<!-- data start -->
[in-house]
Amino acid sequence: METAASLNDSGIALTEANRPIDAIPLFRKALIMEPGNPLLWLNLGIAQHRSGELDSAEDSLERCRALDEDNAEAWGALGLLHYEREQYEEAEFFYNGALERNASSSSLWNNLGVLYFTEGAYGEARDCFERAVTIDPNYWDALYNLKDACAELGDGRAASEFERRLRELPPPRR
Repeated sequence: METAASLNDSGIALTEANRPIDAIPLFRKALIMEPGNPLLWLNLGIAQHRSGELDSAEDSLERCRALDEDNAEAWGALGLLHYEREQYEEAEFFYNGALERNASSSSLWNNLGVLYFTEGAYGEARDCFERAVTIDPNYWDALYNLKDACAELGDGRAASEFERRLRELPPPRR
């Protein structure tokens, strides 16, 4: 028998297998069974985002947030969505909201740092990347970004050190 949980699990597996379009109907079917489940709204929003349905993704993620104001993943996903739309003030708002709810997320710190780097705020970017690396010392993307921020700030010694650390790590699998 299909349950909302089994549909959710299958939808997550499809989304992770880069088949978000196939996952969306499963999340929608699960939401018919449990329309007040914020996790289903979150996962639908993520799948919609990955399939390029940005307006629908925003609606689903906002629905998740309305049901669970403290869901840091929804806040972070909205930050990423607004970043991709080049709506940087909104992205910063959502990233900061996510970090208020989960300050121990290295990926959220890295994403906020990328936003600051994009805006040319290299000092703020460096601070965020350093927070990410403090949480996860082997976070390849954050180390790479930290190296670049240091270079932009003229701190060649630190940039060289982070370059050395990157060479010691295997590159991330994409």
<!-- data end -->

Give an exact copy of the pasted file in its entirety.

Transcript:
[in-house]
Amino acid sequence: METAASLNDSGIALTEANRPIDAIPLFRKALIMEPGNPLLWLNLGIAQHRSGELDSAEDSLERCRALDEDNAEAWGALGLLHYEREQYEEAEFFYNGALERNASSSSLWNNLGVLYFTEGAYGEARDCFERAVTIDPNYWDALYNLKDACAELGDGRAASEFERRLRELPPPRR
Repeated sequence: METAASLNDSGIALTEANRPIDAIPLFRKALIMEPGNPLLWLNLGIAQHRSGELDSAEDSLERCRALDEDNAEAWGALGLLHYEREQYEEAEFFYNGALERNASSSSLWNNLGVLYFTEGAYGEARDCFERAVTIDPNYWDALYNLKDACAELGDGRAASEFERRLRELPPPRR
């Protein structure tokens, strides 16, 4: 028998297998069974985002947030969505909201740092990347970004050190 949980699990597996379009109907079917489940709204929003349905993704993620104001993943996903739309003030708002709810997320710190780097705020970017690396010392993307921020700030010694650390790590699998 299909349950909302089994549909959710299958939808997550499809989304992770880069088949978000196939996952969306499963999340929608699960939401018919449990329309007040914020996790289903979150996962639908993520799948919609990955399939390029940005307006629908925003609606689903906002629905998740309305049901669970403290869901840091929804806040972070909205930050990423607004970043991709080049709506940087909104992205910063959502990233900061996510970090208020989960300050121990290295990926959220890295994403906020990328936003600051994009805006040319290299000092703020460096601070965020350093927070990410403090949480996860082997976070390849954050180390790479930290190296670049240091270079932009003229701190060649630190940039060289982070370059050395990157060479010691295997590159991330994409």